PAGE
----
The recent cyber attack on the HSE's IT system is potentially more serious that the Covid-19 pandemic
THE number of people getting tested for Covid-19 in Limerick has more than doubled in the space of a week as fears grow over the latest surge.
This Tuesday, the HSE confirmed that 1,088 people had been tested for Covid-19 at venues across the city on Monday alone - compared to around 500 on Monday of last week.
The demand at the main test centre on the Ballysimon Road was so extreme this Monday that it had to close an hour early, due to the number of people turning up.
There have been more than 300 cases of the virus locally over the past ten days, which has caused the Department of Public Health Mid-West to issue a fresh appeal for people to abide by guidelines.
Speaking on RTÉ Radio One, local doctor Yvonne Williams said the levels of Covid-19 infection being seen in Limerick now is on a similar scale to what was seen in March.
Public health director Dr Mai Mannix added: “If daily cases continue at this rate, coupled with the health service’s coping with the sinister cyber-attack, we will find ourselves in a very troubling position.”
The department pointed to activities contributing to the recent spike including house parties, indoor gatherings, social activities surrounding the recent Eid celebrations, and a significant onward transmission into work.
All this comes against the backdrop of the cyber attack which has wreaked havoc within the HSE’s computer systems.
Dr Sarah O’Connell, a consultant in infectious diseases and the clinical lead for Covid-19 at the UL Hospitals Group says staff at the hospital consider the attack “as, if not more serious” than the pandemic.
“The reasons for this is we are reliant on our IT infrastructure for the basic workings of the hospital. Included in that would be that every patient would have a record number and we haven’t been able to issue those through the emergency department. In effect, we don’t have access to working computers. Access to lab results is limited,” she said.
Dr O’Connell appealed to people to avoid the emergency department at University Hospital Limerick if they feel they can be seen by a GP.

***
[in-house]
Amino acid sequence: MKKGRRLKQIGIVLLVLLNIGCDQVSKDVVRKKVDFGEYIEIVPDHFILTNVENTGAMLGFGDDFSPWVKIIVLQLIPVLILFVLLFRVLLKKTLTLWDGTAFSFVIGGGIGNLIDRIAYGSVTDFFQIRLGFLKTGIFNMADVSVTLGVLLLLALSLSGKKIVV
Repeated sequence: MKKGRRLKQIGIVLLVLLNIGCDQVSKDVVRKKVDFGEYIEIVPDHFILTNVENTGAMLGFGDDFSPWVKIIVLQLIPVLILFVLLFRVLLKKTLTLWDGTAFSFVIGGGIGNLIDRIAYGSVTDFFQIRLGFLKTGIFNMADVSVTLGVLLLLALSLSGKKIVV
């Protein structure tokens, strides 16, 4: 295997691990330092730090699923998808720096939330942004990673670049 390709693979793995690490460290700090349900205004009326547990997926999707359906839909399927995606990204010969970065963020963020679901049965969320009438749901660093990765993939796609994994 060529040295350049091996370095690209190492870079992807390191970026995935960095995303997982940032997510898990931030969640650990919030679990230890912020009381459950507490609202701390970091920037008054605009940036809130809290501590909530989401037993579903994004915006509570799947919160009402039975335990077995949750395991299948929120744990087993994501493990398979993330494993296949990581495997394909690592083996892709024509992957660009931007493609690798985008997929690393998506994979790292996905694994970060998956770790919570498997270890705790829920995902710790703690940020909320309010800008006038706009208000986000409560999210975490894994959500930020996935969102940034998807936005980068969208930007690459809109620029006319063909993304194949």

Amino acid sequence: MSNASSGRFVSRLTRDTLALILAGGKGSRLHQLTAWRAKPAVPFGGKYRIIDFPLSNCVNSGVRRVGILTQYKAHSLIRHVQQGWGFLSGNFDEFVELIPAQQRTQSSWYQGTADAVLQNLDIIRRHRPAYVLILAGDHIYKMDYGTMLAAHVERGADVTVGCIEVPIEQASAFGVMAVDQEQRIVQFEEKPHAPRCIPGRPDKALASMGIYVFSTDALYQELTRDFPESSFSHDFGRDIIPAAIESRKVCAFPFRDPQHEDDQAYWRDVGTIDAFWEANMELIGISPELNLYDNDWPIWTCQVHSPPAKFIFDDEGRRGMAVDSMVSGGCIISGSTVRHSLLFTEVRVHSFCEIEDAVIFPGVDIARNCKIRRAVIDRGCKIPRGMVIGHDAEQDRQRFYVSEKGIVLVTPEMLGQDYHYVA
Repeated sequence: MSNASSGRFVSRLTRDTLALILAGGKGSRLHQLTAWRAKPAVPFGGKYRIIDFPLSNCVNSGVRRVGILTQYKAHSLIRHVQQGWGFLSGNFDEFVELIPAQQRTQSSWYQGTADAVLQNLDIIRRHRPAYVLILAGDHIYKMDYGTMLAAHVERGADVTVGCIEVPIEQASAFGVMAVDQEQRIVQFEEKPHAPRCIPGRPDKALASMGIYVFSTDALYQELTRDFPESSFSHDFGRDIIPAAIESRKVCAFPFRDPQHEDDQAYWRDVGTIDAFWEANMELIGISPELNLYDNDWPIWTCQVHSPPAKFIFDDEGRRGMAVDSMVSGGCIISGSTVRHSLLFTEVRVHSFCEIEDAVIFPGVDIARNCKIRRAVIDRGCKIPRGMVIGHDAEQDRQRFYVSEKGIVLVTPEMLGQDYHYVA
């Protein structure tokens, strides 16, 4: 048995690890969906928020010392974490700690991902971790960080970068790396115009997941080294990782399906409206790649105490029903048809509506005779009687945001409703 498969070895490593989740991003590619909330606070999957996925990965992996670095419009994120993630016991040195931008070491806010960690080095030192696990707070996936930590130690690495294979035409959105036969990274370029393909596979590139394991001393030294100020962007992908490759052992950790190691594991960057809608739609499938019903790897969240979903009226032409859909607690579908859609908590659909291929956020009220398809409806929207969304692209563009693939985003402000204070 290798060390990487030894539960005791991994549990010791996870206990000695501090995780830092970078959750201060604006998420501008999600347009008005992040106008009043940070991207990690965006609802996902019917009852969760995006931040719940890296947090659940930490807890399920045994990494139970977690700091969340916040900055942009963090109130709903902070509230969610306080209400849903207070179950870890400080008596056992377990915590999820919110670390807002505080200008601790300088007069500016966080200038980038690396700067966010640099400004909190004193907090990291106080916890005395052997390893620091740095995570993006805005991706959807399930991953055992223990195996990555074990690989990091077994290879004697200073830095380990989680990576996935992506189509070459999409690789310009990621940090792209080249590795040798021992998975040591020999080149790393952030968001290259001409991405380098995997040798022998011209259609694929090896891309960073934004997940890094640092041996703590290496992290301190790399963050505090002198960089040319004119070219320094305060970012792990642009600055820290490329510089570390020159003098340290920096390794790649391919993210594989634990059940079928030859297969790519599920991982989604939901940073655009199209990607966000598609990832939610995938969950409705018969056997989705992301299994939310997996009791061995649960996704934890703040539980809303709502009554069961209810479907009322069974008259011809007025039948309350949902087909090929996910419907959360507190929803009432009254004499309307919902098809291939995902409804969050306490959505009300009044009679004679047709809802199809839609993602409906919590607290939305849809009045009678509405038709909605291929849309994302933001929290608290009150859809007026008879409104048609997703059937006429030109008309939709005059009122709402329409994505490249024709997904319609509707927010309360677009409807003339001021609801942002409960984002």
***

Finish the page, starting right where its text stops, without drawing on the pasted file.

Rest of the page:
“The higher the number of patients which come through the hospital, the higher our backlog and the higher the overall risk. As we see increased numbers of Covid-19, there’s a chance it could get busier from this perspective, and it will increase the burden still,” she said.
In a separate development this week, Bus Eireann has announced a new shuttle bus service to connect patients receiving their Covid-19 vaccinations first at the Radisson Blu Hotel, then later at the Limerick Racecourse when that comes into operation in June.
For now, the special service – which kicked off this Monday – will serve Limerick Colbert Station, Henry Street, the Ennis Road, the Coonagh Roundabout, JFK School and the Jetland Shopping Centre en route to the Radisson Blu Hotel.
Funded by the National Transport Authority, standard city bus fares will be charged with free travel passes accepted.
Meanwhile, with the celebration of Eid being cited as a factor for the increased level of Covid-19 infections across Limerick, deputy mayor, Cllr Azad Talukder says he has been providing advice and information to members of the Muslim community.
He said he had urged people not to meet in houses during the celebrations.
“One good thing is the communities are very aware, and they are going to the test centres. I've been myself, last Friday after talking to the health department. I saw many people there. I’ve been asking people not to send their children to school if they have Covid-19, even mild symptoms.”
However, he said Covid-19 affects everyone, pointing out that outdoor street drinking and also indoor social gatherings has “caused the rise”.
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